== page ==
The introductory paragraph of an essay is comprised of three elements:
- the motivator, or hook, that entices the reader, arousing his/her interest
- the thesis statement, or statement of the main idea of the essay
- the "blueprint" that is an enumeration of the main points that will be presented in the essay. Each point is at the center of the topic sentence of the paragraphs of the body of the essay.
- So, the motivator of an essay on orthodontics could be a question or an observation. Anyone who has worn braces or has a family member who wears or has worn braces is aware of the pain, embarrassment, and discomfort that braces bring. Here are a couple examples:
(1)"Think of yourself as the Ugly Duckling," my brother teased me. "Right now you look like you look as though you have walked through a barbed-wire fence, but someday you will have a smile that is all right."
(2)Have you ever worn braces? Then you know the agony of being hit in the mouth by a baseball or a door. There are a thousand tears on the inside of your mouth that sting with pain. But, you endure this pain because you know that one day you will have that beautiful smile.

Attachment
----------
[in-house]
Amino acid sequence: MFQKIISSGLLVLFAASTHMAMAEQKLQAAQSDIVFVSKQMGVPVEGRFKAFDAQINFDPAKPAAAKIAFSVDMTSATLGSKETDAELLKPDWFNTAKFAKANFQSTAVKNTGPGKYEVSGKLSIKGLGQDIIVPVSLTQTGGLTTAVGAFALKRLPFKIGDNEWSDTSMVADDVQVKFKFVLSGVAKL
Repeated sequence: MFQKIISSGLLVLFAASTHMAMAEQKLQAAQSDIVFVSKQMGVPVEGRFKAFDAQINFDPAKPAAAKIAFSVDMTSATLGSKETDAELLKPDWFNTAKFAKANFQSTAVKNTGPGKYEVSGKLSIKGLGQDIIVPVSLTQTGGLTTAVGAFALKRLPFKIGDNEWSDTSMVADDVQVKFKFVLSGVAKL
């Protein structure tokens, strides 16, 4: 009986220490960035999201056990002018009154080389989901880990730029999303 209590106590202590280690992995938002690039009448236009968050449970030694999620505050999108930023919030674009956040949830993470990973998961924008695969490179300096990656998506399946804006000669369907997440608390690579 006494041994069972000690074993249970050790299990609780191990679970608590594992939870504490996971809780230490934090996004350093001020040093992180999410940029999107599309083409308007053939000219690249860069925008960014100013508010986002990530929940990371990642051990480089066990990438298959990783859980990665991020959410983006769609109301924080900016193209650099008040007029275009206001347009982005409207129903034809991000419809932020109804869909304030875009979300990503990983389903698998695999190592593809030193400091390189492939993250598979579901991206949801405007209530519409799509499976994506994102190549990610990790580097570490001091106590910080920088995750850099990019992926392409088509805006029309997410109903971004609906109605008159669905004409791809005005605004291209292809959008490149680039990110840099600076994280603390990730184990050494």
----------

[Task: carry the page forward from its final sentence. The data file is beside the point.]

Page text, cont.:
- The thesis statement may be about the benefits of orthodontics, how they improve a person's appearance, and how important it is that people have their teeth aligned so that they can better digest food, etc. (Doing a little research on this topic will provide points to make that are essential.)
- The body of the essay will be comprised of the three topics of the essay enumerated in the thesis statement.
To start off any essay you will need an introduction. A purpose of an introduction is to say something about the real world and transition into your essay. For an essay on orthondontics, one possible way to start is to mention maybe you or your friend's past experience with an orthondontist or with braces. Describe it in a couple sentences and then pinpoint something in your experience that relates to your argument. Once you've fixated on something, you can zoom in on it and that's when you've begun to transition into your essay/argument.
Really, you can say anything that relates to orthodontics or anything outside the realm of orthodontics but is similar in some way. But once you've said something, you need to laser point on a particular point and fixate the rest of your intro around that point so you can lead your essay to the argument.
I think you should do something humorous, such as "When learning about orthodontics, it is important for one to not bite off more than he or she can chew."
Hope I gave you a laugh!